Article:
Transgender women of color lead vigil on those murdered this year
By Rick Braatz
In the evening of Thursday, March 2, more than 80 people surrounded the Hillcrest Pride Flag at the corner of University Avenue and Normal Street in Hillcrest, for a vigil that recognized the transgender women of color who have been murdered in the United States this year.
“Seven,” Tracie Jada O’Brien, local transgender community advocate, shouted into the microphone.
“Seven,” those gathered called out in response.
“Seven,” O’Brien repeated, her voice now rising.
“Seven,” the audience hollered, their volume following suit.
“Seven,” O’Brien repeated again, even louder.
“Seven,” the audience shouted higher, seemingly to meet O’Brien’s decibel.
“That’s too fucking many! Too. Fucking. Many!” O’Brien shouted, halting her words for impact. “Too many sisters of us have been murdered, annihilated — and it’s too many!”
Seven transgender women of color have been murdered in the U.S. in the first two months of 2017 alone, according to various media reports.
“They are killing us, they are ceasing our lives,” O’Brien — a transgender woman of color herself — said. “We are here to honor that, to mourn and move forward.”
Syra Evans, a local transgender woman of color activist, spoke next. She had many questions for the attendees, many of whom held candles and signs that sought to remember the lost lives.
“Where do I begin, you guys?” Evans asked the crowd. “Where do we begin? … Where do we go from here? … How do we rise from it? That is the question I am seeking to answer for myself, for my family, for my community.”
Following Evans, Jelecia King, another local transgender woman of color, encouraged attendees to unite against the barbarity.
“Seven of our sisters have been killed this year just for trying to be trans and be alive and just live,” she said. “This has to end. We have to stand together. … People should not have to go to the store and get murdered, to be chased trying to survive, to be murdered. It has to end.”
King then read some statistics on violence against transgender people.
“44 percent of transgender people attempt suicide,” King began. “64 percent of young trans people are bullied. 73 percent of trans people are harassed in public … 21 percent of trans people avoid going out in public due to fear.
After King, O’Brien came back to the mic and again hollered, “Seven!”
“Seven!” the audience responded.
“It’s nothing new. I’m 65, and they’ve been killing us since I first came out in 1970,” O’Brien said. “It’s nothing fucking new. They’ve been killing us probably from the beginning of time.”
O’Brien then read the names of the transgender women of color that have been murdered in the U.S. this year.
- Keke Collier, 24, who was in school studying medical assistance in Chicago.
- Jaquarrius Holland, 18, who lived in Monroe, Louisiana, and had a passion for hairstyling and makeup.
- JoJo Striker, 41, who was a transgender community advocate in Toledo, Ohio.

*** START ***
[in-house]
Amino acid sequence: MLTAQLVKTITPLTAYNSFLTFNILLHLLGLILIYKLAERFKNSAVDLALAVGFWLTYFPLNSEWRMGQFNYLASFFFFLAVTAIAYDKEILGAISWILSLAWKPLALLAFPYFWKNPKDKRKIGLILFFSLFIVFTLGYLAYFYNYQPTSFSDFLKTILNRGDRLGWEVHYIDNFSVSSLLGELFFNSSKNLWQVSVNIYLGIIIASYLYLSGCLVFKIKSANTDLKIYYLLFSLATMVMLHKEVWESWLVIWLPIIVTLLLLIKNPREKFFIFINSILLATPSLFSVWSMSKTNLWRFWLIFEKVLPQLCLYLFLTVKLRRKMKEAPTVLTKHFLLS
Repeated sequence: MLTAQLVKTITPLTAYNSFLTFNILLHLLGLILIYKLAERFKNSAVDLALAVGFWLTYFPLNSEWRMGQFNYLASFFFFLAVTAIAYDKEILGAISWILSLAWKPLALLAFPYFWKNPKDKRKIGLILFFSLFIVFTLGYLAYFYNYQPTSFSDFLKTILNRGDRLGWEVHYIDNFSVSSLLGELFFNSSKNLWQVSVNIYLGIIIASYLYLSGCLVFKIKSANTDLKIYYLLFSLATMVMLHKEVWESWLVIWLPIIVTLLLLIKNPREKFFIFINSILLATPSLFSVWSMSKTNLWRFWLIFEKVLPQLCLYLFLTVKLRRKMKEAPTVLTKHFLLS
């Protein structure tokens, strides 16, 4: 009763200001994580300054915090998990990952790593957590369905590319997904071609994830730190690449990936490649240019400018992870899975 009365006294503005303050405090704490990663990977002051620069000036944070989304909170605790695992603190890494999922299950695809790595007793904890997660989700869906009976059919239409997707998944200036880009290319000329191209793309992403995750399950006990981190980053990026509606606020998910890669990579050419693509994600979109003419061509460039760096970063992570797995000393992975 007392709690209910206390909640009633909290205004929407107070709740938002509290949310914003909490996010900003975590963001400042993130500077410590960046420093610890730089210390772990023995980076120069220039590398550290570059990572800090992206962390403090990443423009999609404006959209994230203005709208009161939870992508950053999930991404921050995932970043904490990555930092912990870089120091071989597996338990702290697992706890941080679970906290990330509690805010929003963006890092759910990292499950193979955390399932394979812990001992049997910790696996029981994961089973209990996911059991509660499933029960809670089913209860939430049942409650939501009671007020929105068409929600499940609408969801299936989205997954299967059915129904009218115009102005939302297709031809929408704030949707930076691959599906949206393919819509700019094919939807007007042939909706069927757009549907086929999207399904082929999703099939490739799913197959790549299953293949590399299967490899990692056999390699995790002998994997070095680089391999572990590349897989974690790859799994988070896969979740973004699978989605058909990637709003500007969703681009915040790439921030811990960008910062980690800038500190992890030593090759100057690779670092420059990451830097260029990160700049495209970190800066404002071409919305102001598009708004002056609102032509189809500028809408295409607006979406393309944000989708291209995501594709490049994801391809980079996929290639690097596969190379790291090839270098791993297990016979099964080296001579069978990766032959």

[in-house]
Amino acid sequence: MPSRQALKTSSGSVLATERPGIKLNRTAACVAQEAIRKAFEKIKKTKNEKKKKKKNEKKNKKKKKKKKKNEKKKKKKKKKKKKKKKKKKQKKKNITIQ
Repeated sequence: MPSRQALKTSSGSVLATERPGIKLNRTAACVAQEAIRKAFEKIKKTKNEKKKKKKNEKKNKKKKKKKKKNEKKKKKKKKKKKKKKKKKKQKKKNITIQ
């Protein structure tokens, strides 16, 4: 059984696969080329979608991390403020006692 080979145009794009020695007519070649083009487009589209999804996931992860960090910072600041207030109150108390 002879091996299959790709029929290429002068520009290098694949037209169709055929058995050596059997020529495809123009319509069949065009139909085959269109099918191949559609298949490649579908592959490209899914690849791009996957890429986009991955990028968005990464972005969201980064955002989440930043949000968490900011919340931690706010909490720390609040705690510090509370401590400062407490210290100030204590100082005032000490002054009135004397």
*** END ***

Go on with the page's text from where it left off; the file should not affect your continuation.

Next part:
- Jamie Lee Wounded Arrow, 28, who was studying nursing and social work in Sioux Falls, South Dakota.
- Mesha Caldwell, 41, who was a makeup artist and hairstylist in Canton, Mississippi.
- Chyna Doll Dupree, 31, who performed drag in New Orleans.
- Ciara McElveen, 25, a homeless outreach worker, also from New Orleans.
While reading the names, O’Brien also described some of the ways the women were killed.
“Ciara McElveen … was snatched out of a car, her head slammed against a curb, and then she was shot,” O’Brien said. “Chyna was leaving a restaurant the Saturday before last and she was shot. Not once. Not two. Not three. Not four. Not five. Not six. Not seven. Not eight. Not nine. But 10 times! They shot her 10 times!”
Venice Price, a local transgender community member, then came to the mic and sang a portion of a gospel song that included some lyrical changes.
“I feel like going on.
I feel like going on though trials.
They may come on every hand, oh I feel like feel like going on.
I feel like going on.
I feel like fighting on though trials.
They may come on every hand, but we got to keep on fighting on!”
When Price concluded the song, O’Brien returned and offered some solutions to the tragedy.
“Where do we go from here?” O’Brien asked those attending the vigil. “Legislation, primary care, housing. Just to see me. Just to see me and not look through me. Just to see me and recognize me. Just to see me and respect me. Just to see me and realize that I am no different than whom you are. I am human and these seven people were human as well.”
From there, O’Brien and the audience concluded the vigil with the word that started it.
“Seven!” O’Brien cried out.
“Seven!” the audience hollered back.
“Seven!” O’Brien called out.
“Seven!” the audience hollered back.
“Goodnight!” said O‘Brien.
For those in our community needing help or support — or for those wishing to help our transgender brothers and sisters — visit thecentersd.org (or for those in North County visit ncresourcecenter.org), or transfamilysos.org.
—Rick Braatz is a sociologist, social worker, a journalist and a former editor of Gay San Diego. He can be reached at firstname.lastname@example.org.